Dress like a Christmas tree if you have to.
6. Avoid Chafing
Chafing can plague any runner anytime, but it’s much more common—and a lot worse—when running under the rain.
In fact, chafing is much worse when you’re wet from the rain.
To prevent chafing during rainy runs, apply lubricants, such as Vaseline or Body Glide or Be Smooth, anywhere where’s there’s potential for chafing.
These include your underarms, feet, bra line, and inner thighs.
7. Protect Your Electronics
It’s not just your body that gets soaked from the rain—your phone and electronics are also in danger.
To keep them safe and functioning while running in the rain, use gear that has sealable, water-resistant pockets. I like Koala Clip (and this is not an affiliate link, but somebody tell them to sponsor the podcast!).
You can also put your phone in a sealable bag, then holding it in your hand.
As long as it stops water from reaching your phone, you’re good to go.
It doesn’t have to be fancy!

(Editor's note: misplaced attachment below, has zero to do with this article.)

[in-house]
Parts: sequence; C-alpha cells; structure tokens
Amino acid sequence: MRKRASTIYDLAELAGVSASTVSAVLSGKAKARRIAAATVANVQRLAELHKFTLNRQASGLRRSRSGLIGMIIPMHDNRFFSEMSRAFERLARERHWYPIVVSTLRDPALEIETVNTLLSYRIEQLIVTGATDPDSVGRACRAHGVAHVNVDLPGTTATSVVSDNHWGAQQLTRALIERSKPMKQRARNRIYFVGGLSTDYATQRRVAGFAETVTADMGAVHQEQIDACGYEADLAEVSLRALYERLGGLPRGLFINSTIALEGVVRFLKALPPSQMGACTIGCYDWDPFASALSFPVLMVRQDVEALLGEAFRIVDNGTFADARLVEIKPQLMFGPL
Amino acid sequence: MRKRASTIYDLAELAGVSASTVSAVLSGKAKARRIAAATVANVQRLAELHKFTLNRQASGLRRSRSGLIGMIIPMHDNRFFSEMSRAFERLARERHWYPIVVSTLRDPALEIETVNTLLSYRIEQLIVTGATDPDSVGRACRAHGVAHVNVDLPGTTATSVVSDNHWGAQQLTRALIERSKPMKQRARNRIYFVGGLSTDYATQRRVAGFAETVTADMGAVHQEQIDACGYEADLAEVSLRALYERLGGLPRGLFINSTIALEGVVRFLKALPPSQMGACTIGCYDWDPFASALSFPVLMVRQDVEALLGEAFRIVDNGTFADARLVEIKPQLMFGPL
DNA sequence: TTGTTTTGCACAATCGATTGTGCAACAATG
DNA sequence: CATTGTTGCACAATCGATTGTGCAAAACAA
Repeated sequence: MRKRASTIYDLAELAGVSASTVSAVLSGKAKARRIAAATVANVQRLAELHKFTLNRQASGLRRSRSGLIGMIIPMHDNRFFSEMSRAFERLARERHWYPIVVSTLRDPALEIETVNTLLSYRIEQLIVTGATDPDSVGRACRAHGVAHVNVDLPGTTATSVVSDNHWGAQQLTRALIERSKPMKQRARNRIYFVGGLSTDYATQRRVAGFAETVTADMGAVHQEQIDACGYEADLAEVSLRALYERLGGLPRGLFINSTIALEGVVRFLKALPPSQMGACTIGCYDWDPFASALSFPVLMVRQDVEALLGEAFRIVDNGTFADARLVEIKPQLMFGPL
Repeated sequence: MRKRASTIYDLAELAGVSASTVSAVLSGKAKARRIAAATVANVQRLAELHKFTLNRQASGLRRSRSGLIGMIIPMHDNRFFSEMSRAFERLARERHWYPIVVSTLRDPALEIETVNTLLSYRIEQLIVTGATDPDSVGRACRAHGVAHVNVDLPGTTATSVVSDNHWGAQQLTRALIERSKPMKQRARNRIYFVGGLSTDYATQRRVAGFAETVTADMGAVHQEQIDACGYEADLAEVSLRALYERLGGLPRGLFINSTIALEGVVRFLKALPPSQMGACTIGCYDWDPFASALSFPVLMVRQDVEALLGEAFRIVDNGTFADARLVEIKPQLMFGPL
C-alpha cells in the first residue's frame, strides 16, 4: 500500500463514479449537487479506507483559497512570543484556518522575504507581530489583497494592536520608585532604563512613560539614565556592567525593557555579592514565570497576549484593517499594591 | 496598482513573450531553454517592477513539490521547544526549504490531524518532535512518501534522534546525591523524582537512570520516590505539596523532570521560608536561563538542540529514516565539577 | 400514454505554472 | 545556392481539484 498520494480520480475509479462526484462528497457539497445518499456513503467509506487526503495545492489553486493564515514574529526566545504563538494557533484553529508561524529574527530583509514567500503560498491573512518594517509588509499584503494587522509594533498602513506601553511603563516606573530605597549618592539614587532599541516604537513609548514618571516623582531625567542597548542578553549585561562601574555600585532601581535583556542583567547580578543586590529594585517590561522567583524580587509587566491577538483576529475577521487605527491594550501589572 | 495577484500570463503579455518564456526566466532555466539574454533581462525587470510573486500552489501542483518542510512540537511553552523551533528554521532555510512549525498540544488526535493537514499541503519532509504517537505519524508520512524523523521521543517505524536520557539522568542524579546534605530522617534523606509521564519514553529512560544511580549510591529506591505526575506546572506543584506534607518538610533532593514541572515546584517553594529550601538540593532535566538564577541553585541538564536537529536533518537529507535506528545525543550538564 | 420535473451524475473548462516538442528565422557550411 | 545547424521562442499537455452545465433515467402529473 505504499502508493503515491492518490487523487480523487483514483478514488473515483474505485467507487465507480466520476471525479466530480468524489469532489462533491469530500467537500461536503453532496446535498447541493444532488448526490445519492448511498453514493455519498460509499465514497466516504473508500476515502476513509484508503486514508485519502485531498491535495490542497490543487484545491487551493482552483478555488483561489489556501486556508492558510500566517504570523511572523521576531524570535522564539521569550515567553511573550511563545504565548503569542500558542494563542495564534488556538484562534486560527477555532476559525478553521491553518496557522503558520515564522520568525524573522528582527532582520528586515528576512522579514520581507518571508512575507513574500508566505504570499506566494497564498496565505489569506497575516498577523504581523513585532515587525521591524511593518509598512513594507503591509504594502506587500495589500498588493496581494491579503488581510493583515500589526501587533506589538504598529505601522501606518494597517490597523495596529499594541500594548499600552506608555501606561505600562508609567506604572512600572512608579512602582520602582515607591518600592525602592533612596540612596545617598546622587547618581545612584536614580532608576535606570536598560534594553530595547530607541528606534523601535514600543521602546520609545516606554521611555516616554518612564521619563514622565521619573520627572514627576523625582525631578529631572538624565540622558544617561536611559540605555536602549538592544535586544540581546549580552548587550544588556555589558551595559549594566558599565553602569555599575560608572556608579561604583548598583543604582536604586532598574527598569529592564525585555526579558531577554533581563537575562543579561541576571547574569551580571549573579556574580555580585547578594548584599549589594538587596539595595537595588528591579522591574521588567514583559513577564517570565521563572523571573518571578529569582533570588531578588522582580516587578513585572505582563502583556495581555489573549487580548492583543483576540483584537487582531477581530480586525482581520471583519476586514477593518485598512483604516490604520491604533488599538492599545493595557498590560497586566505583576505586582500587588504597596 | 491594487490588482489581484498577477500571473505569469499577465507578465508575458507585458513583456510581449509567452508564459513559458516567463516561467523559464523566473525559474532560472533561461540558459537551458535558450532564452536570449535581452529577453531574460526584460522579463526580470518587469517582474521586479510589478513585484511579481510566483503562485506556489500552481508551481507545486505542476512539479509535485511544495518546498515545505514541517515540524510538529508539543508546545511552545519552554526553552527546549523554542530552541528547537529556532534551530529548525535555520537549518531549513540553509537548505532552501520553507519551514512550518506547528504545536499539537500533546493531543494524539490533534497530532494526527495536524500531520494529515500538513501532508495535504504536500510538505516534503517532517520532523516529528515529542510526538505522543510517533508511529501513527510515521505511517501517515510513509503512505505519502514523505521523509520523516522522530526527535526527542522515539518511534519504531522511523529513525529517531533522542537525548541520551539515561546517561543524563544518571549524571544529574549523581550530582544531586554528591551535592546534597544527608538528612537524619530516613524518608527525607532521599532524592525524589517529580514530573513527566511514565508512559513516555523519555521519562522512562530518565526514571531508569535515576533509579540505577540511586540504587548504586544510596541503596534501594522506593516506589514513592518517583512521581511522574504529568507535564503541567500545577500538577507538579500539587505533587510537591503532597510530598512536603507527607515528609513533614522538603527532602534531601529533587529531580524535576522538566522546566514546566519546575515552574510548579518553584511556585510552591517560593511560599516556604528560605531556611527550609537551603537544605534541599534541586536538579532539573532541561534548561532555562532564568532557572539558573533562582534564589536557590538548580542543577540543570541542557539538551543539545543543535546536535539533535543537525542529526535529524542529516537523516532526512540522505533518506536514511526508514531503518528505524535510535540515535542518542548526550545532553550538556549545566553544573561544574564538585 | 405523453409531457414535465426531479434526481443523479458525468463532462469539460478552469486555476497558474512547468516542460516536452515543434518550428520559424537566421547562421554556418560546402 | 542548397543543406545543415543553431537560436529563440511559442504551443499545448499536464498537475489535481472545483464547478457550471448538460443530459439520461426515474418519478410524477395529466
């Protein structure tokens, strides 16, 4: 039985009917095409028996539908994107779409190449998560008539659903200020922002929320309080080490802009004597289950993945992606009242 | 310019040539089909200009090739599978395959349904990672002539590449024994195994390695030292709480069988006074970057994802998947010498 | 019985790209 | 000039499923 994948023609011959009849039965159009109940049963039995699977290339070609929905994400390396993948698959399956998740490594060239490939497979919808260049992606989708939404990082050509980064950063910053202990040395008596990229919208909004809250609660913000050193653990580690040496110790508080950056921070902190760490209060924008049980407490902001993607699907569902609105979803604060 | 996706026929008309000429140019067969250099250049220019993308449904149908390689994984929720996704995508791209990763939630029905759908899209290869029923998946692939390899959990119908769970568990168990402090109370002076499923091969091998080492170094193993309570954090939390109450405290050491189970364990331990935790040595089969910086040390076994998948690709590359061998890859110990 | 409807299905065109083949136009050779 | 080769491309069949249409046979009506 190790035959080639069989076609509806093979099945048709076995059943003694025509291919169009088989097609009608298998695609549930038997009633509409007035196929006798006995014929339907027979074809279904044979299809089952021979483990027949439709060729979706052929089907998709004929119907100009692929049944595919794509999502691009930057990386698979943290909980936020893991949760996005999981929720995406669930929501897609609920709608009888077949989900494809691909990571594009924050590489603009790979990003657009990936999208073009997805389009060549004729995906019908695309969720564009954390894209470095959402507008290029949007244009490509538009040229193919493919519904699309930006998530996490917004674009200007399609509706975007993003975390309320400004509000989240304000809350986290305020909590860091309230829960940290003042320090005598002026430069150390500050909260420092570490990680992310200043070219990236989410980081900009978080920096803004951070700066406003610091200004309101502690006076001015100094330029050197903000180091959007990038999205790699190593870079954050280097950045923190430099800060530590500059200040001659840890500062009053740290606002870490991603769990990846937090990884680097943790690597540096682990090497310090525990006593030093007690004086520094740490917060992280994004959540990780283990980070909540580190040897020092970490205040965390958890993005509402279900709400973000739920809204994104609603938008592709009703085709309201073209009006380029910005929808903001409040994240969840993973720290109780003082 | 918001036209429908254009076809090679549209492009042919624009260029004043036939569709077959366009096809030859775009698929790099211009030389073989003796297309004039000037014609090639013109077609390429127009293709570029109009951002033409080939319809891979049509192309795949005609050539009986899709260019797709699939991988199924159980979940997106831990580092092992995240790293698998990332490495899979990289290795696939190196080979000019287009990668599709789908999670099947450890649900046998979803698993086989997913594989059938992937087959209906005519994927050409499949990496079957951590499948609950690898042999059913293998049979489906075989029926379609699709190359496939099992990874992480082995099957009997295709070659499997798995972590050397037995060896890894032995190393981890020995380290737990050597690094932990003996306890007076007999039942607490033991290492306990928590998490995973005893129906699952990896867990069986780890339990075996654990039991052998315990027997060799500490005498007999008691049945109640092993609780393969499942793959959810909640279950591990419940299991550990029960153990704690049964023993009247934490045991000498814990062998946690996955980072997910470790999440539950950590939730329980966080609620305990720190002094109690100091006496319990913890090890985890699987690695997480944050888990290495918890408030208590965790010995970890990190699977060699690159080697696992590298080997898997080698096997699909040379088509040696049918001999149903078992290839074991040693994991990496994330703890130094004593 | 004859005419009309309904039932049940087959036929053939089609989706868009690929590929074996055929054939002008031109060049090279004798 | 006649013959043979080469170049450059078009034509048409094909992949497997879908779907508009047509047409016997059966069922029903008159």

Or, to save all the hassle, leave your phone at home.
8. Change Out Immediately After A Run
The moment you finish your run and are back home, get out of your wet clothes and into dry ones immediately (of course, shower first).
Sure, you might feel warm after a run, but when you stay wet for a long time, you may increase your risk of catching a cold or cold-related illness.
This also helps your clothing stay smelling fresh and get the stink out!
To speed up the drying process for your shoes, remove the insoles, and stuff your shoes with paper towels or newspaper to help absorb the moisture.
This not only helps draw the moisture of the fabric but also keep their shape intact.
Change out the stuffing after a few hours, especially if your shoes were completely soaked.
Don’t put your running shoes in front of a heater or in a dryer. It can damage the fabric and compromise their shape, so they won’t fit you properly and damage the materials (especially the midsole, reducing its cushion properties).
The most challenging part of running in the rain is the first step. Once you get started and are out there, you may actually start to enjoy it.
Don’t let the rain put a pause on your running plan.
I’d love to hear what’s working for you. Drop me an audio note to tell me!
When I’m not recording the podcast, hanging on the beach with my Husband and four kids, I’m over here: